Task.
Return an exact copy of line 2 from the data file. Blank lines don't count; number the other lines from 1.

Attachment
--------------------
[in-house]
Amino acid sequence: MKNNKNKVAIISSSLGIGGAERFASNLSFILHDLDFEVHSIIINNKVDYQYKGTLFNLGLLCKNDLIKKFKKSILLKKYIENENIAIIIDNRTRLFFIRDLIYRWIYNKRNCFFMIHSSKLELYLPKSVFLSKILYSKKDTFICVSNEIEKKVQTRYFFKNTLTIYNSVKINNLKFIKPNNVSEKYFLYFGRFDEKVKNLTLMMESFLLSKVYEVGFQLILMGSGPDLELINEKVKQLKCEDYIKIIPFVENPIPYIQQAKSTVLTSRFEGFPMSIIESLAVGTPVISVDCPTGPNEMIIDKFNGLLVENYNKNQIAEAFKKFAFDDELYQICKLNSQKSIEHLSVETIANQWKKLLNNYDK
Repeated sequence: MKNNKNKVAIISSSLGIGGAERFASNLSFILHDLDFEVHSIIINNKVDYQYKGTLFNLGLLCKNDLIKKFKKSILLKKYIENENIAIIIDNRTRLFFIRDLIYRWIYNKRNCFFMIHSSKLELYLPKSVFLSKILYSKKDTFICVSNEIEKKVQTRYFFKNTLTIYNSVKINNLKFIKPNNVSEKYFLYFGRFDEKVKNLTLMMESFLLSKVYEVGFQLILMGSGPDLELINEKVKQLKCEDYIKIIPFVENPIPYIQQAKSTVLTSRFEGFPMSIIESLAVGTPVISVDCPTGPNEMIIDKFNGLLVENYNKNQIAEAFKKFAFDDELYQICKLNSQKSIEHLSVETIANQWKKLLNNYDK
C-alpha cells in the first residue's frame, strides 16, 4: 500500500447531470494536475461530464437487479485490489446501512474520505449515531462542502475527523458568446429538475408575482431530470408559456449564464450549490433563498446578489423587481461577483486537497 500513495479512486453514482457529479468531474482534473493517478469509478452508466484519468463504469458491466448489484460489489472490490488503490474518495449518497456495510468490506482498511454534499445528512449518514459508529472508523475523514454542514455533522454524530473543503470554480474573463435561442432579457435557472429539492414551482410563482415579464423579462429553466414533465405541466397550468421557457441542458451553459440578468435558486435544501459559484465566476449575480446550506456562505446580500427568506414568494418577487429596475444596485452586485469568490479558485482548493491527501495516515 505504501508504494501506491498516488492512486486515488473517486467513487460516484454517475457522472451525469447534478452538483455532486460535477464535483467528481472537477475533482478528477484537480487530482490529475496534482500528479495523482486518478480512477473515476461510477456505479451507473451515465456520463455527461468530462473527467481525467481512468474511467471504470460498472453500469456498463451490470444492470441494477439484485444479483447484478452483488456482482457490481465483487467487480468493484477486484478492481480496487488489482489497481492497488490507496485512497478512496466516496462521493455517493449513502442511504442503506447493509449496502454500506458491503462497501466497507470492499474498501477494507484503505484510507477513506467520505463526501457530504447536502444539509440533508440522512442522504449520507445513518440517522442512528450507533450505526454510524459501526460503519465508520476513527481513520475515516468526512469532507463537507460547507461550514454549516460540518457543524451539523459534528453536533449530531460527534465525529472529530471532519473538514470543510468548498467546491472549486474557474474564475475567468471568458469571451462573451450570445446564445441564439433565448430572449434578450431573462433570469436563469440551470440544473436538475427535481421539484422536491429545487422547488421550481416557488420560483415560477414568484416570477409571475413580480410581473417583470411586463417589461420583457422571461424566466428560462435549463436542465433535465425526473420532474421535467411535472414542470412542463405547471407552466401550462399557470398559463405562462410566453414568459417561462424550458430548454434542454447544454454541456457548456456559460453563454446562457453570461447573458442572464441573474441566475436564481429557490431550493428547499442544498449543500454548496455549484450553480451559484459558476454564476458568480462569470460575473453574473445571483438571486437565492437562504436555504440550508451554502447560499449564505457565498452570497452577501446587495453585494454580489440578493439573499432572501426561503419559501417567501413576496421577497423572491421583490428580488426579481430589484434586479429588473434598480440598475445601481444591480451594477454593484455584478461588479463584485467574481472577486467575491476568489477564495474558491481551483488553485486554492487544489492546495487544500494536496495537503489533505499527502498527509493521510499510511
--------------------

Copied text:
Amino acid sequence: MKNNKNKVAIISSSLGIGGAERFASNLSFILHDLDFEVHSIIINNKVDYQYKGTLFNLGLLCKNDLIKKFKKSILLKKYIENENIAIIIDNRTRLFFIRDLIYRWIYNKRNCFFMIHSSKLELYLPKSVFLSKILYSKKDTFICVSNEIEKKVQTRYFFKNTLTIYNSVKINNLKFIKPNNVSEKYFLYFGRFDEKVKNLTLMMESFLLSKVYEVGFQLILMGSGPDLELINEKVKQLKCEDYIKIIPFVENPIPYIQQAKSTVLTSRFEGFPMSIIESLAVGTPVISVDCPTGPNEMIIDKFNGLLVENYNKNQIAEAFKKFAFDDELYQICKLNSQKSIEHLSVETIANQWKKLLNNYDK